Fail to the V

“Hail to the V,” the new Summer’s Eve ad campaign, is trying to sell us their line of feminine washes by telling us just how great the vagina is. As Christie Thompson explains, whether or not the ads are actually empowering is up for debate. But even if Summer’s Eve had managed to put together the most incredible, pro-women’s empowerment campaign in the history of feminism, it still wouldn’t be okay. A company like Summer’s Eve using pro-vagina empowerment to sell douche products is like a cigarette company saying, “Lungs are so amazing! Why don’t you treat them to a cigarette?”

At the end of the day, Summer’s Eve is a company that sells douches, products that are absolutely, positively, NOT necessary for your vagina and probably pretty unhealthy for it. The vagina is a naturally self-cleaning organ and regular douching can cause yeast infections by upsetting the normal pH balance. The perfume and other chemicals can also irritate the skin. Additionally, masking your usual smell with perfume makes it hard to notice a change in odor, which is an important signifier that you may have an infection needing medical attention. Some women turn to douches to cover up a bad odor, not realizing that they need treatment.

Douching has been associated with a number of serious medical conditions including pelvic inflammatory disease (PID), bacterial vaginosis, cervical cancer, low birth weight, preterm birth, HIV transmission, sexually transmitted diseases, ectopic pregnancy, recurrent vulvovaginal candidiasis and infertility. Though the physiology of this association is not definitively proven, experts speculate that douching removes the normal vaginal flora (the “good” bacteria) that protect us from more harmful pathogens thus encouraging infections that, left untreated, can have serious medical outcomes. There’s a reason feminists have embraced the word “douche” as our insult of choice.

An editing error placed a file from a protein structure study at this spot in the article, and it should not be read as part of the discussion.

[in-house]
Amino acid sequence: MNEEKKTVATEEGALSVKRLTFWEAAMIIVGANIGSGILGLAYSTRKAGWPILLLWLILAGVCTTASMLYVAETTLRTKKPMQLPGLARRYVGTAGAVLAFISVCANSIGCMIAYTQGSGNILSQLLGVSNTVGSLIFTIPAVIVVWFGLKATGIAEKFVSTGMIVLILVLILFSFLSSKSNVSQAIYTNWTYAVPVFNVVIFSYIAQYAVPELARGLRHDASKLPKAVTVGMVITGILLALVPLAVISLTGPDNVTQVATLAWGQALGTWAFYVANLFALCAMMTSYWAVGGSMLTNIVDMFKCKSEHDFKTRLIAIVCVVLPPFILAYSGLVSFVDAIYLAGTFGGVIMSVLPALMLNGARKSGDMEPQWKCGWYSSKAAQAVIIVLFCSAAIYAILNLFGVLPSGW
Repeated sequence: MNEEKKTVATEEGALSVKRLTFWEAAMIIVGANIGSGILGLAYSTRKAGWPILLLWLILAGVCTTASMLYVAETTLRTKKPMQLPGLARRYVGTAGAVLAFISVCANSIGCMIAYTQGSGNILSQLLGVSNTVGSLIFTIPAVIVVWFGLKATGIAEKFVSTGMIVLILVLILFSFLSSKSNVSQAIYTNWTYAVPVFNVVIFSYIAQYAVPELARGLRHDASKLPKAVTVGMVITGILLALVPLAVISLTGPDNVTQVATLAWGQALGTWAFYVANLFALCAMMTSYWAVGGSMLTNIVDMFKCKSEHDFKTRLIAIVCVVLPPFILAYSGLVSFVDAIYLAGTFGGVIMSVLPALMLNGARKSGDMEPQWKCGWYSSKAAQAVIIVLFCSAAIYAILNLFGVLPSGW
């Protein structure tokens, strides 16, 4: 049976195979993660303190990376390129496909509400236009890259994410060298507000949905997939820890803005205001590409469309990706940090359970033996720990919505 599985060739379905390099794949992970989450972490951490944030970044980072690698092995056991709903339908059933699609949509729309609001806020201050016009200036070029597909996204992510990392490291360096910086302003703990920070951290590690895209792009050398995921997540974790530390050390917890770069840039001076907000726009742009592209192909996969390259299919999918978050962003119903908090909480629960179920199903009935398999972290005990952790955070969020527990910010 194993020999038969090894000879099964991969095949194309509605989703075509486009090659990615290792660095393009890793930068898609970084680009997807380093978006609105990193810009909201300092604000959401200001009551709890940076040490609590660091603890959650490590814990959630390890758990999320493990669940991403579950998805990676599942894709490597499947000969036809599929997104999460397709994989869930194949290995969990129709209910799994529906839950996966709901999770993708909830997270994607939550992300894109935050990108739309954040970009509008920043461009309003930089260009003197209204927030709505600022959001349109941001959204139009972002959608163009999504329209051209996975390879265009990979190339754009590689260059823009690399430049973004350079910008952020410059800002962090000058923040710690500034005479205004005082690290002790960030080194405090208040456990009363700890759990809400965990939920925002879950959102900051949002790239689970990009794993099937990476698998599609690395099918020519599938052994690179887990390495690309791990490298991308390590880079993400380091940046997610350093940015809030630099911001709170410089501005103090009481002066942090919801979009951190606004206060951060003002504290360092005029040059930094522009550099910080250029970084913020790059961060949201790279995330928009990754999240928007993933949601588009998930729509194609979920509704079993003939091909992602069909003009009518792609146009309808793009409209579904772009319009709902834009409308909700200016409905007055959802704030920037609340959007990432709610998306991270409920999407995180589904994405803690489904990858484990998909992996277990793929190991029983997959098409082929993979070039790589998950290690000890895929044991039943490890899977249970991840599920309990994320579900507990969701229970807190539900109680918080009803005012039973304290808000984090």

However, this causal relationship is exceeding difficult to prove (requiring many costly scientific studies) and as a result, there are no official medical or public health advisory policies regarding douching or regulation of douche products. (This statement was made in 2002, but a search for new policies suggested there has not been any progress made since then.) Still, according to Jenny L. Martino and Sten H. Vermund’s 2002 article in the Epidemiologic Review, there is near-universal agreement that douching is not necessary for vaginal hygiene, and even broader agreement that pregnant women should not douche.

Traditionally, Summer’s Eve sold douches by making women insecure that their vaginas didn’t smell like a “fresh, summer’s eve.” For decades the company has sold the idea that you can only be confident if you’ve recently washed your vagina. Summer’s Eve even went so far as to say that douching is an important first step in asking your boss for a raise. Now it looks like they are taking a new approach to appeal to us savvy feminist types: instead of telling us that our vaginas smell bad and need perfume, they’re telling us our vaginas are awesome and deserve “special care.” But Summer’s Eve products are not what your vagina wants or needs. What it wants is for you to love it the way it is, and all it needs is soap and water.

So, as great as it is to see someone recognizing the vagina as the great and wondrous thing that it is, it doesn’t change the fact that Summer’s Eve sells products that are definitely unnecessary and potentially a health hazard. This ad campaign isn’t a “Hail to the V”; it’s a “Fail to the V.” A pro-vagina empowerment message is well and good, but until it’s being used to sell a safe and healthy product, it’s all just lip service.


Leah Berkenwald is the online communications and social media specialist at the Jewish Women's Archive and editor of the Jewesses with Attitude blog. With a background in American Studies and Journalism, Leah is currently studying Health Communication at Emerson College in Boston, MA. She is particularly passionate about sexual health issues, despite her father’s plea that she do something less controversial like "save the whales."